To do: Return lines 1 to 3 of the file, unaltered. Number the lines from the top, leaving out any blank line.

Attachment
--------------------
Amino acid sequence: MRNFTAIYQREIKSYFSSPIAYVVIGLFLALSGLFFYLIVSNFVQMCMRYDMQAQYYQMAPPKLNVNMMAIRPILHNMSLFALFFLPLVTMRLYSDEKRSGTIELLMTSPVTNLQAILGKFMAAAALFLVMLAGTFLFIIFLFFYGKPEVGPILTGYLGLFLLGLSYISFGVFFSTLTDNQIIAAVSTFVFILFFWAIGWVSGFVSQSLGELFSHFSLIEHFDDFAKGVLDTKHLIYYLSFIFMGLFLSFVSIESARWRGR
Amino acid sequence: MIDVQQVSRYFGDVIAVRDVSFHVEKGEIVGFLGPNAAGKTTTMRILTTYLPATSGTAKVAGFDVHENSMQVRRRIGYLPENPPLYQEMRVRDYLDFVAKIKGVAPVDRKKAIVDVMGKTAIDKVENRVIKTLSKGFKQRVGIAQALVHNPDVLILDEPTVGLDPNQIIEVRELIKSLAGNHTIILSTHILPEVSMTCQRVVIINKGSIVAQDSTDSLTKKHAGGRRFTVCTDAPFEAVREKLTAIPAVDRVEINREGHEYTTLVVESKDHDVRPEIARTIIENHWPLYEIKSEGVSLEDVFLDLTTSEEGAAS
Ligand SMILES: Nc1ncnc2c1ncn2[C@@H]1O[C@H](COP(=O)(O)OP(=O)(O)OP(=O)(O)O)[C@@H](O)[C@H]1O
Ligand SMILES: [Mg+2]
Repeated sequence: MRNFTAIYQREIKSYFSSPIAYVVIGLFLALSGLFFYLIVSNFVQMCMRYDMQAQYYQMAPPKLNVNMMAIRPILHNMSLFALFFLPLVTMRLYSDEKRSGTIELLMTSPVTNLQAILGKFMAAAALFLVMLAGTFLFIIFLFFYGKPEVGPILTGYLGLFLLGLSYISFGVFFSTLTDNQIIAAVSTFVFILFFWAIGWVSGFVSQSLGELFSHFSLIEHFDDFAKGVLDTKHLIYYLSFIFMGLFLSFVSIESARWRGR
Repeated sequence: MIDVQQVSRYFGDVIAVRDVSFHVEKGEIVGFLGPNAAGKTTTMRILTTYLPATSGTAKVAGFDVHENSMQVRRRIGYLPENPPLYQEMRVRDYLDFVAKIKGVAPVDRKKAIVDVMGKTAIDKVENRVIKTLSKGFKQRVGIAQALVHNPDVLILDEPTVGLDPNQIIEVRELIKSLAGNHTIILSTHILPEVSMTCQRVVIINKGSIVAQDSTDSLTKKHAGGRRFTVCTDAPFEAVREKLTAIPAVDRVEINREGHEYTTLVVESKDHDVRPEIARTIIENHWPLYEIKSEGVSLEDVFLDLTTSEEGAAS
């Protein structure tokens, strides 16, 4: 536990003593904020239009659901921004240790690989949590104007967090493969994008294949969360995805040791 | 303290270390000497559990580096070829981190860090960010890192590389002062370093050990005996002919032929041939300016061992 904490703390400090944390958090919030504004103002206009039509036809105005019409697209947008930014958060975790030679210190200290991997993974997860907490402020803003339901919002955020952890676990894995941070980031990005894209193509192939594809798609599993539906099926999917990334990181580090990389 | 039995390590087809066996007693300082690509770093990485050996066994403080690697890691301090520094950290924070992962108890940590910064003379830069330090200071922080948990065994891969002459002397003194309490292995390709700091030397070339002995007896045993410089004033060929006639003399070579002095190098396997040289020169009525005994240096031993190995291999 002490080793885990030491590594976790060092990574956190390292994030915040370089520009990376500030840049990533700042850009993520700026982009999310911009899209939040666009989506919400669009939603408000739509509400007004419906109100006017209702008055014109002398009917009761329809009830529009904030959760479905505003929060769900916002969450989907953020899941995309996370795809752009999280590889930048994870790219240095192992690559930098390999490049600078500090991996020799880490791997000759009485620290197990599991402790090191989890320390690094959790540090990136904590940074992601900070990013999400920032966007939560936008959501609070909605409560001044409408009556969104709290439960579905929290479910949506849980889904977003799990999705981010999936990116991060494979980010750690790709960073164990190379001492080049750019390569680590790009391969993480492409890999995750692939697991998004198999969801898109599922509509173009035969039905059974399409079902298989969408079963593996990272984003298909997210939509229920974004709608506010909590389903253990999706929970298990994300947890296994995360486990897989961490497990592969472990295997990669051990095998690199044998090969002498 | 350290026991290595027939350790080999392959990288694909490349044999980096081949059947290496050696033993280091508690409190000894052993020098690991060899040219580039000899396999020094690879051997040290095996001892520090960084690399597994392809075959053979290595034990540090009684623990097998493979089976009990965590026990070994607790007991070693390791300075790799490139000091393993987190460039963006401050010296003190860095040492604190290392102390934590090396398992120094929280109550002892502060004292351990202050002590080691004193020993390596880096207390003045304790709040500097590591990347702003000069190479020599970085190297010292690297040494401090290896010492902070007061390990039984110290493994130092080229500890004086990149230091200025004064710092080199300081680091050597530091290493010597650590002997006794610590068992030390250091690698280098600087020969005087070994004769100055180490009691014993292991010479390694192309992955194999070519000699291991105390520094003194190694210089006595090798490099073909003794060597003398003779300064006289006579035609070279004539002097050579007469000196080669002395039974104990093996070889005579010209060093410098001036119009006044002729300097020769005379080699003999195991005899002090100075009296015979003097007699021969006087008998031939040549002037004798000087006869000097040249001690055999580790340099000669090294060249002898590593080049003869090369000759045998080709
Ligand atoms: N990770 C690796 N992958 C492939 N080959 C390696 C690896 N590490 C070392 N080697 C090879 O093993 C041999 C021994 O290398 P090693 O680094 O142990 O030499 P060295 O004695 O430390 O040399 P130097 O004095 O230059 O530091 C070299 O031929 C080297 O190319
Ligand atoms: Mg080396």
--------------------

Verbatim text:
Amino acid sequence: MRNFTAIYQREIKSYFSSPIAYVVIGLFLALSGLFFYLIVSNFVQMCMRYDMQAQYYQMAPPKLNVNMMAIRPILHNMSLFALFFLPLVTMRLYSDEKRSGTIELLMTSPVTNLQAILGKFMAAAALFLVMLAGTFLFIIFLFFYGKPEVGPILTGYLGLFLLGLSYISFGVFFSTLTDNQIIAAVSTFVFILFFWAIGWVSGFVSQSLGELFSHFSLIEHFDDFAKGVLDTKHLIYYLSFIFMGLFLSFVSIESARWRGR
Amino acid sequence: MIDVQQVSRYFGDVIAVRDVSFHVEKGEIVGFLGPNAAGKTTTMRILTTYLPATSGTAKVAGFDVHENSMQVRRRIGYLPENPPLYQEMRVRDYLDFVAKIKGVAPVDRKKAIVDVMGKTAIDKVENRVIKTLSKGFKQRVGIAQALVHNPDVLILDEPTVGLDPNQIIEVRELIKSLAGNHTIILSTHILPEVSMTCQRVVIINKGSIVAQDSTDSLTKKHAGGRRFTVCTDAPFEAVREKLTAIPAVDRVEINREGHEYTTLVVESKDHDVRPEIARTIIENHWPLYEIKSEGVSLEDVFLDLTTSEEGAAS
Ligand SMILES: Nc1ncnc2c1ncn2[C@@H]1O[C@H](COP(=O)(O)OP(=O)(O)OP(=O)(O)O)[C@@H](O)[C@H]1O